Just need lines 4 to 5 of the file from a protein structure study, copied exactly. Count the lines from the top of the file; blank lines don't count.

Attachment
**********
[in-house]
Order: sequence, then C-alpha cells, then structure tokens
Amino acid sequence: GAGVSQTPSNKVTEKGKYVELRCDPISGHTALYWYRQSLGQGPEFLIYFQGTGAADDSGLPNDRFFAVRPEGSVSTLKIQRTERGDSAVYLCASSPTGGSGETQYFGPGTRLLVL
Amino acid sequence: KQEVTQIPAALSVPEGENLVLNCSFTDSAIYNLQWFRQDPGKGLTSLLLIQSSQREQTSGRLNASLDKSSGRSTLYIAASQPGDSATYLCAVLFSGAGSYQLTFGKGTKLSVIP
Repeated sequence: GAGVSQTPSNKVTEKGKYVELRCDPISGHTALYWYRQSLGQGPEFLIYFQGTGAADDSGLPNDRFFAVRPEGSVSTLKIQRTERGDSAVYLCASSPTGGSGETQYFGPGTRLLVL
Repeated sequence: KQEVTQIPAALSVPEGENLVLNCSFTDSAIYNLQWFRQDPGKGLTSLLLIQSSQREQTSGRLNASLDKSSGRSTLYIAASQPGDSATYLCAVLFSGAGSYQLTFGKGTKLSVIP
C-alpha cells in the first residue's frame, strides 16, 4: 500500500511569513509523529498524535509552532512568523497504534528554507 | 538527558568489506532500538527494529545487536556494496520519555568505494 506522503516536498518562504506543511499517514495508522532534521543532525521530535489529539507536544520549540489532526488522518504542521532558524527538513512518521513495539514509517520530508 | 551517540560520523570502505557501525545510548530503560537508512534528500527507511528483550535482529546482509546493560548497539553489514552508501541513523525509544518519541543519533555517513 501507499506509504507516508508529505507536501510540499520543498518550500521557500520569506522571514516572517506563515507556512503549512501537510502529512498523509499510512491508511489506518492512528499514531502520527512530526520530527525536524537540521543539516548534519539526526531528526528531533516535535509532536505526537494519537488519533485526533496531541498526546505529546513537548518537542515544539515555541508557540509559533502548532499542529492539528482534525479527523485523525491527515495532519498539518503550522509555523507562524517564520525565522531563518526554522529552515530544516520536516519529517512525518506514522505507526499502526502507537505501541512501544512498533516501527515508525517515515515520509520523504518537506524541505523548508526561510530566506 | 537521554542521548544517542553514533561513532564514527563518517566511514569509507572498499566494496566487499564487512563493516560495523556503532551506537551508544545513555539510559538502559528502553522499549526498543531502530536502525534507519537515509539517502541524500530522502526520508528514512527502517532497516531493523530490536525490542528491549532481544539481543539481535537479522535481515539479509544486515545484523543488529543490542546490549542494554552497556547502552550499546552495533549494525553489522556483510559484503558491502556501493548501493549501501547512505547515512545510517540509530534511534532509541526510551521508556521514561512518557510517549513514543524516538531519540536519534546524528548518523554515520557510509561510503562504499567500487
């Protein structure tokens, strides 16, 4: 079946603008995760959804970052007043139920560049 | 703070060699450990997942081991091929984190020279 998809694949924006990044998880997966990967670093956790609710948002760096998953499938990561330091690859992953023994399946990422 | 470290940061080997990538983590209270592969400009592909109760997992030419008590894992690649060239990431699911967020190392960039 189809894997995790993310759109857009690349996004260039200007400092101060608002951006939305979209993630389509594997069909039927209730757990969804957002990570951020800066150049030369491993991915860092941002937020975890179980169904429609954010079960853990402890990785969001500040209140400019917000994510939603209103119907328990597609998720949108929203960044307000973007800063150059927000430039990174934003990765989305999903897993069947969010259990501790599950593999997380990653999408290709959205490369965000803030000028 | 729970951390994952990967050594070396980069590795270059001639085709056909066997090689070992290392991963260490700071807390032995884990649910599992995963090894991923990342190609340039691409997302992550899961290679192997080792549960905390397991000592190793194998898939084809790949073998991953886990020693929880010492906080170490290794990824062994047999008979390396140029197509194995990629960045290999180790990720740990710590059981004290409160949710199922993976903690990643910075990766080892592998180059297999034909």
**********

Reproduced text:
Amino acid sequence: KQEVTQIPAALSVPEGENLVLNCSFTDSAIYNLQWFRQDPGKGLTSLLLIQSSQREQTSGRLNASLDKSSGRSTLYIAASQPGDSATYLCAVLFSGAGSYQLTFGKGTKLSVIP
Repeated sequence: GAGVSQTPSNKVTEKGKYVELRCDPISGHTALYWYRQSLGQGPEFLIYFQGTGAADDSGLPNDRFFAVRPEGSVSTLKIQRTERGDSAVYLCASSPTGGSGETQYFGPGTRLLVL